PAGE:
Amen.


 

Mickey

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Second Chance said:
these particular verses are plain and simple and hardly require further elucidation, which you have not done either. You simply dismiss them out of hand. Let me ask you brother what have you got against the Word of God that you seemingly prefer the words of men (saintly and learned but men nevertheless)?
Thank you second chance. I enjoy your posts.  :)
 

PoorFoolNicholas

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Mickey said:
Mardukm said:
So if you're asking for proof from me that "Orthodoxy as a whole" has "changed the faith in this area," I can't provide any.
Amen.
Thank you for your honesty. It seems your argument has now degraded, as Mickey pointed out previously, to saying that Orthodoxy used to teach "such and such", but do not anymore. It would seem that this is purely your own opinion, and not in any way based in fact. If it were based in fact, you would provide some evidence, which you have already stated, you can't.
 

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Irish Hermit said:
It seems to me that the Catholics writing here are beginning to push the envelope and instruct the Orthodox in the Orthodox faith.  That is something they complain strongly about when the boot is on the other foot.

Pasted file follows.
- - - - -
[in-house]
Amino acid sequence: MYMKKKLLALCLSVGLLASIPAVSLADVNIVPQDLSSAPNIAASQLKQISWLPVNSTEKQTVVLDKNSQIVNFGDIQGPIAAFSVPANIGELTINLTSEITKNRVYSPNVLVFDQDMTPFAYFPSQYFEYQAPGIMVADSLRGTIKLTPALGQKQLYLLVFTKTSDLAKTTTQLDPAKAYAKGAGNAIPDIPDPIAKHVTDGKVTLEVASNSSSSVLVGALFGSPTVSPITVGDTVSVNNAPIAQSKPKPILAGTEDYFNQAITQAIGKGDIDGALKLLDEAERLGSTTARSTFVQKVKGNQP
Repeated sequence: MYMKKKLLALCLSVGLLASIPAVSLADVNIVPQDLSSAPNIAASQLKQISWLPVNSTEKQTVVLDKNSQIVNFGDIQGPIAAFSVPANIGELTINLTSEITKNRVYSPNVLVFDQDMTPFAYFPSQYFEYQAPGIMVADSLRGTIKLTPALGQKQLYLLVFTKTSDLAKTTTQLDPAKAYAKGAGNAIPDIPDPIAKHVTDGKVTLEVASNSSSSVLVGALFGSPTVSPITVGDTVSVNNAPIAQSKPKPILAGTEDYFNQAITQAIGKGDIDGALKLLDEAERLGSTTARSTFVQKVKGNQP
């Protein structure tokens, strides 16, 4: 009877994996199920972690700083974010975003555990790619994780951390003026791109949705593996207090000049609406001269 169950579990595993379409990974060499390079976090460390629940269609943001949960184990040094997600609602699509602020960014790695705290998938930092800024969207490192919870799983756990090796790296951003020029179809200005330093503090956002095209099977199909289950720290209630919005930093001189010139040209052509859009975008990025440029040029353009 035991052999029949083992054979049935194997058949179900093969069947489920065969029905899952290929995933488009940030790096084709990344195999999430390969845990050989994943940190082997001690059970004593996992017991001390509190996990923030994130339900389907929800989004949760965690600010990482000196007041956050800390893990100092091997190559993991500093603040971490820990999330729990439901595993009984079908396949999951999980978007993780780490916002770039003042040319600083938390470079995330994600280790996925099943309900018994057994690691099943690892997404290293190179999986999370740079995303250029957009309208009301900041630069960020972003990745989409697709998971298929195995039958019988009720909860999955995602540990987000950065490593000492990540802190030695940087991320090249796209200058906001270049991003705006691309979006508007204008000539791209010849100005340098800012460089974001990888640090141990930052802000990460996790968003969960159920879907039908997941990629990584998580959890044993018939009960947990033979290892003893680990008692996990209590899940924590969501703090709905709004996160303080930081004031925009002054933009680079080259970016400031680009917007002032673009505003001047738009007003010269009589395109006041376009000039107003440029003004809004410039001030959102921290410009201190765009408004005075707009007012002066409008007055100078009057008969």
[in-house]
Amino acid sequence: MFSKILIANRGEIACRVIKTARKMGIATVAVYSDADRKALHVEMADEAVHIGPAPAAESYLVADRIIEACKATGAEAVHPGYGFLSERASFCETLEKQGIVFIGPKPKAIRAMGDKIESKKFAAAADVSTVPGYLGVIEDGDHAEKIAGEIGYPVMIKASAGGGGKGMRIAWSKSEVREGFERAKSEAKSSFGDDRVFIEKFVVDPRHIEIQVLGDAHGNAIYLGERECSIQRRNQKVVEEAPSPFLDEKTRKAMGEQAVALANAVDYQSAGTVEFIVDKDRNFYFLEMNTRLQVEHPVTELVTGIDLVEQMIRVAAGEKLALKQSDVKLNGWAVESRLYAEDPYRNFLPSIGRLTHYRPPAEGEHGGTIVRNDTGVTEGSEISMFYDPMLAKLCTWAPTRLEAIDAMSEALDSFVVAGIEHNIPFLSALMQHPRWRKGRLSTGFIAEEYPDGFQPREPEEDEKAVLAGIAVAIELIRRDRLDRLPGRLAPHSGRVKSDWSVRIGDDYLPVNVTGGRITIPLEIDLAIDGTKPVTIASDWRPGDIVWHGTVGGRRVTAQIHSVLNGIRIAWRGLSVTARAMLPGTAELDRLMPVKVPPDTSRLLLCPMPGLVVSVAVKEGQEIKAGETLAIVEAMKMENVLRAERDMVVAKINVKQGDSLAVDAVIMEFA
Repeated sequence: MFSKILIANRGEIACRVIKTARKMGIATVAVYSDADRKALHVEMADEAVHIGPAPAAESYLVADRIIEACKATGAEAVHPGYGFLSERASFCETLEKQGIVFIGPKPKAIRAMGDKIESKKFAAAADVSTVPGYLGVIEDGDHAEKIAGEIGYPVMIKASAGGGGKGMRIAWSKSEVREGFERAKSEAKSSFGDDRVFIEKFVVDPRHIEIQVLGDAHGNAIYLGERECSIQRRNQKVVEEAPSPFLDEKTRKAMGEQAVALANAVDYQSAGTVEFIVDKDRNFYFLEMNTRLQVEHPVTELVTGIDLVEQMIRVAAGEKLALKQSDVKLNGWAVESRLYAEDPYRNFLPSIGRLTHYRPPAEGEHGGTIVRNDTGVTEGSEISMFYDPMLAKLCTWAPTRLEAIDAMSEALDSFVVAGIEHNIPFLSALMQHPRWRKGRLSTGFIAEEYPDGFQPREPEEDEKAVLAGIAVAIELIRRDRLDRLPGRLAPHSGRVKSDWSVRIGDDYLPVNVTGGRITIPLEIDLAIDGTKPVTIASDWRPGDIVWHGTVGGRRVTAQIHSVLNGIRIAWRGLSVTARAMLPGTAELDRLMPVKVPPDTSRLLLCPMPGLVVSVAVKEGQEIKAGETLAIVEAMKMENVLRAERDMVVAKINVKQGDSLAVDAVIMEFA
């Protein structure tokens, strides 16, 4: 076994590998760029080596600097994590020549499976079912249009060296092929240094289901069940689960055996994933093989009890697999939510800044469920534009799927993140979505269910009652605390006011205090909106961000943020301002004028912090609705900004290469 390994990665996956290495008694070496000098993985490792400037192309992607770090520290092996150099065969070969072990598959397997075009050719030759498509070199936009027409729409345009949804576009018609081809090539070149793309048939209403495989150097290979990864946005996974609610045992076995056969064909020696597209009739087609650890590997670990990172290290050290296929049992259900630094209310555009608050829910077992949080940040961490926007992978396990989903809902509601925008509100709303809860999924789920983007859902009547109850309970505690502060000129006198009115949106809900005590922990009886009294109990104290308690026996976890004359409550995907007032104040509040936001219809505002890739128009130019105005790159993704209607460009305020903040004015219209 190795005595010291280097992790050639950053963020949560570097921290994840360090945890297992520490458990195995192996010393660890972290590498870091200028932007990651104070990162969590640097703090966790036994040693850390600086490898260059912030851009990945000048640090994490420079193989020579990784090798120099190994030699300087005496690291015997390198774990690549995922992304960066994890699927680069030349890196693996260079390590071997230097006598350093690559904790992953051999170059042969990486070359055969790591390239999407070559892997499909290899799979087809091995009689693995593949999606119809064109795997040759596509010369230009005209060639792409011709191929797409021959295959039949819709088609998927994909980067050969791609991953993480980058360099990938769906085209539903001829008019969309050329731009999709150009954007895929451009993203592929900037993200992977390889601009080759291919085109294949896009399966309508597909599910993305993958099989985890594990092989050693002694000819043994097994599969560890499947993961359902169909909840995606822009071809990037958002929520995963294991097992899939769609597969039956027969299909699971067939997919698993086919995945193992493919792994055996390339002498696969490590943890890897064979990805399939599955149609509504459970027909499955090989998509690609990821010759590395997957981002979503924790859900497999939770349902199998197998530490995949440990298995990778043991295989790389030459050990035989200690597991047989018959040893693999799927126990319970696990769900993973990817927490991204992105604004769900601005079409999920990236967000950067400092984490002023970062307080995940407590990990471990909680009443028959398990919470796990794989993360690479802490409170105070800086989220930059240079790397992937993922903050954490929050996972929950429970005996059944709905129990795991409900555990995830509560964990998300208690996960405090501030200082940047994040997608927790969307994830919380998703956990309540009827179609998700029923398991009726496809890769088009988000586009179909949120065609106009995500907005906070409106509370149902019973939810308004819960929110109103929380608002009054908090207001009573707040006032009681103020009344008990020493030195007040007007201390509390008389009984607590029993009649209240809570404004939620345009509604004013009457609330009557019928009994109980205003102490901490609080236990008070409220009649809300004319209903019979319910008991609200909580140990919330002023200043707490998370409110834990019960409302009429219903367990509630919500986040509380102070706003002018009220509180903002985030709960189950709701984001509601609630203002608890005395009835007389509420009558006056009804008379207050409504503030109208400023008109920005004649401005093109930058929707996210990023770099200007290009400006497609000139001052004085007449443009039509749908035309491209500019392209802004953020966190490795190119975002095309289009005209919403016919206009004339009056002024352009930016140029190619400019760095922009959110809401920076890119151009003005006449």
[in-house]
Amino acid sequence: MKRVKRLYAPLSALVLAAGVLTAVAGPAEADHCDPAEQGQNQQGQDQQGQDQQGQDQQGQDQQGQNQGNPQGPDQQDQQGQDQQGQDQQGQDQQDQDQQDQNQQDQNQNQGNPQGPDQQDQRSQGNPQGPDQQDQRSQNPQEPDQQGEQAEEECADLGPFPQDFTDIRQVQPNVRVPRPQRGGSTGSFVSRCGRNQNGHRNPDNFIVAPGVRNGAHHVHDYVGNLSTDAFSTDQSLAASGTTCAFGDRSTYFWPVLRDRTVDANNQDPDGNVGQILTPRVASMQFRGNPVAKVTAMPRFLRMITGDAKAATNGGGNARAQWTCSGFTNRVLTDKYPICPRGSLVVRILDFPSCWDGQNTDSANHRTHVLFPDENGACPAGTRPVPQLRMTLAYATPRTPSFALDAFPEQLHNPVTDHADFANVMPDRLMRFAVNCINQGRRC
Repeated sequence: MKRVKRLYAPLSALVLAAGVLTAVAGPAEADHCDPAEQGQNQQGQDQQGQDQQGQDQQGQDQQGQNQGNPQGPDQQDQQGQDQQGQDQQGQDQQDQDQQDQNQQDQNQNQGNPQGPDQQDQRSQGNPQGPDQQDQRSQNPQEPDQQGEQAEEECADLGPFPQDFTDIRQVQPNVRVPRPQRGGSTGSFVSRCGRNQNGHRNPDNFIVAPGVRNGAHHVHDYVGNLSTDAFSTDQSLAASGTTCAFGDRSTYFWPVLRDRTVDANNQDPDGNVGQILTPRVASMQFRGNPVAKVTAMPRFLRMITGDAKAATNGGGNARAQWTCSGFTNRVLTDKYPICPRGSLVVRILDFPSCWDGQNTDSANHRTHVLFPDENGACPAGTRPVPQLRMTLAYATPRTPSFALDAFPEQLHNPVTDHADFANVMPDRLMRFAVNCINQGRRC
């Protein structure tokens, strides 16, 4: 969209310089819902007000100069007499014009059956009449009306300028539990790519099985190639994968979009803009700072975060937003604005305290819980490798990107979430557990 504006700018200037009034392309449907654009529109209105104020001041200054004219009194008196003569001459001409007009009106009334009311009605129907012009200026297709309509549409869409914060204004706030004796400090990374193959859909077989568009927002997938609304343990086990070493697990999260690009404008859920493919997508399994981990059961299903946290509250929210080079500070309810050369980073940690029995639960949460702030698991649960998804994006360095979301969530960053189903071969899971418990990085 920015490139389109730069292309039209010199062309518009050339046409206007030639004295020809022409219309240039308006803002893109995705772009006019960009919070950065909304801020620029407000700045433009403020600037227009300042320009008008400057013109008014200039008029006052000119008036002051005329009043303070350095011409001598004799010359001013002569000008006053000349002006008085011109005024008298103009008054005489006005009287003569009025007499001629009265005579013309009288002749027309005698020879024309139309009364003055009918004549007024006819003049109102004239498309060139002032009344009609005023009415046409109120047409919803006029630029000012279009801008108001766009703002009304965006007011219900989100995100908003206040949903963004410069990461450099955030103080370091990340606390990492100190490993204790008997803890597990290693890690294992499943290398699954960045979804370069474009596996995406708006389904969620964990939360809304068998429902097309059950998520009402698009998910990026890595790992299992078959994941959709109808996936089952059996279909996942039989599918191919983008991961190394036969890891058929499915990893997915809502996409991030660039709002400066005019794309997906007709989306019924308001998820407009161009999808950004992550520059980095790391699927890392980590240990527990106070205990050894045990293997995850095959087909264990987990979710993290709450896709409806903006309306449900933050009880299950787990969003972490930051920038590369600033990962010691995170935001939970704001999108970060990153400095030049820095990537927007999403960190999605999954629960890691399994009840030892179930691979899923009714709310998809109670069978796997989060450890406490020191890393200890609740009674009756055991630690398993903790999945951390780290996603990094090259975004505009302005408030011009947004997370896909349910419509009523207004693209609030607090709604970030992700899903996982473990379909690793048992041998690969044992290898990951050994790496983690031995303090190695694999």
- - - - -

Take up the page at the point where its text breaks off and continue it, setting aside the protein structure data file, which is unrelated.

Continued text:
The Catholics on the Forum have satisfied themselves that the authentic Orthodox teaching on both original sin and the Immaculate Conception is identical to the Catholic teaching.    Since they have established this to their own satisfaction it is rude of them to continue this conversation, hammering the point home again and again and insisting on teaching the Orthodox what the Orthodox faith is.
We are not convinced that you currently believe what we believe. Just that you once did.
 

PoorFoolNicholas

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Papist said:
We are not convinced that you currently believe what we believe. Just that you once did.
Then prove it. It should be rather simple. You have convinced yourself. Why not convince us as well?